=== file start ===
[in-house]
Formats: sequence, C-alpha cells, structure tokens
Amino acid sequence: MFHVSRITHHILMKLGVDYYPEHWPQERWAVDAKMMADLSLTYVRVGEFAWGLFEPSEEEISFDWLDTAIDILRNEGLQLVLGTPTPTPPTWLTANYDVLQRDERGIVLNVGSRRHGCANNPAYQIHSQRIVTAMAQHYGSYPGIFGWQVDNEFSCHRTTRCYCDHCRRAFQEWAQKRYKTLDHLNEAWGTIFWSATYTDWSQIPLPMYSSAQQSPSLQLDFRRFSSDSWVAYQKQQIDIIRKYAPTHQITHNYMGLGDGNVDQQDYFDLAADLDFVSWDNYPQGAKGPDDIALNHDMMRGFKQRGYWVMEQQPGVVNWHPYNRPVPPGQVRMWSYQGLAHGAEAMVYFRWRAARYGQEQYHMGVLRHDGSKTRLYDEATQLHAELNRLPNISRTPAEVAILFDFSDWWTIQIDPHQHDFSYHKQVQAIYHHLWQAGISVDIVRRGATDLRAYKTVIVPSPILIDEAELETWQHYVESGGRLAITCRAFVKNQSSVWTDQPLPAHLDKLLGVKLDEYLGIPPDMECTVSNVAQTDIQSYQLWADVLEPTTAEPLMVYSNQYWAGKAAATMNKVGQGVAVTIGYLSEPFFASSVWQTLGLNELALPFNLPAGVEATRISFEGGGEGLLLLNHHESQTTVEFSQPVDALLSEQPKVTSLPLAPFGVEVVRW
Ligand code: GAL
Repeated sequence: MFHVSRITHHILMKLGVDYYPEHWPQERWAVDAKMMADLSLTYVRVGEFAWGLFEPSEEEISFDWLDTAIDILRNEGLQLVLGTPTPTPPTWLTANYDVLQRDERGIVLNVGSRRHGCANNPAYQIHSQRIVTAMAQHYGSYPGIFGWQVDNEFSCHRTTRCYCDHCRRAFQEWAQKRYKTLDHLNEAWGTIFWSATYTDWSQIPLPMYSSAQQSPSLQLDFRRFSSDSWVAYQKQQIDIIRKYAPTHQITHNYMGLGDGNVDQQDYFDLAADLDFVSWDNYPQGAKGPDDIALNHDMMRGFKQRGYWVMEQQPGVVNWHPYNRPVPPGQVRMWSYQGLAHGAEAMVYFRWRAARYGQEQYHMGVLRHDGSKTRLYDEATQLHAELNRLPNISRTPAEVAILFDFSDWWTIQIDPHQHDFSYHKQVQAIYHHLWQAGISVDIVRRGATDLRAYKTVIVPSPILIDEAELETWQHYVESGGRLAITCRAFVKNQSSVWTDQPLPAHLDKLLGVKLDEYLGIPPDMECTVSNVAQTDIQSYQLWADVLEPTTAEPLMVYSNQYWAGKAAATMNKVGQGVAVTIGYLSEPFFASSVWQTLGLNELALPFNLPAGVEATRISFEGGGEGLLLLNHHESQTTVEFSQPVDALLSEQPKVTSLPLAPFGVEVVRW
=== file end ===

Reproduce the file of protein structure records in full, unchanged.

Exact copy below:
[in-house]
Formats: sequence, C-alpha cells, structure tokens
Amino acid sequence: MFHVSRITHHILMKLGVDYYPEHWPQERWAVDAKMMADLSLTYVRVGEFAWGLFEPSEEEISFDWLDTAIDILRNEGLQLVLGTPTPTPPTWLTANYDVLQRDERGIVLNVGSRRHGCANNPAYQIHSQRIVTAMAQHYGSYPGIFGWQVDNEFSCHRTTRCYCDHCRRAFQEWAQKRYKTLDHLNEAWGTIFWSATYTDWSQIPLPMYSSAQQSPSLQLDFRRFSSDSWVAYQKQQIDIIRKYAPTHQITHNYMGLGDGNVDQQDYFDLAADLDFVSWDNYPQGAKGPDDIALNHDMMRGFKQRGYWVMEQQPGVVNWHPYNRPVPPGQVRMWSYQGLAHGAEAMVYFRWRAARYGQEQYHMGVLRHDGSKTRLYDEATQLHAELNRLPNISRTPAEVAILFDFSDWWTIQIDPHQHDFSYHKQVQAIYHHLWQAGISVDIVRRGATDLRAYKTVIVPSPILIDEAELETWQHYVESGGRLAITCRAFVKNQSSVWTDQPLPAHLDKLLGVKLDEYLGIPPDMECTVSNVAQTDIQSYQLWADVLEPTTAEPLMVYSNQYWAGKAAATMNKVGQGVAVTIGYLSEPFFASSVWQTLGLNELALPFNLPAGVEATRISFEGGGEGLLLLNHHESQTTVEFSQPVDALLSEQPKVTSLPLAPFGVEVVRW
Ligand code: GAL
Repeated sequence: MFHVSRITHHILMKLGVDYYPEHWPQERWAVDAKMMADLSLTYVRVGEFAWGLFEPSEEEISFDWLDTAIDILRNEGLQLVLGTPTPTPPTWLTANYDVLQRDERGIVLNVGSRRHGCANNPAYQIHSQRIVTAMAQHYGSYPGIFGWQVDNEFSCHRTTRCYCDHCRRAFQEWAQKRYKTLDHLNEAWGTIFWSATYTDWSQIPLPMYSSAQQSPSLQLDFRRFSSDSWVAYQKQQIDIIRKYAPTHQITHNYMGLGDGNVDQQDYFDLAADLDFVSWDNYPQGAKGPDDIALNHDMMRGFKQRGYWVMEQQPGVVNWHPYNRPVPPGQVRMWSYQGLAHGAEAMVYFRWRAARYGQEQYHMGVLRHDGSKTRLYDEATQLHAELNRLPNISRTPAEVAILFDFSDWWTIQIDPHQHDFSYHKQVQAIYHHLWQAGISVDIVRRGATDLRAYKTVIVPSPILIDEAELETWQHYVESGGRLAITCRAFVKNQSSVWTDQPLPAHLDKLLGVKLDEYLGIPPDMECTVSNVAQTDIQSYQLWADVLEPTTAEPLMVYSNQYWAGKAAATMNKVGQGVAVTIGYLSEPFFASSVWQTLGLNELALPFNLPAGVEATRISFEGGGEGLLLLNHHESQTTVEFSQPVDALLSEQPKVTSLPLAPFGVEVVRW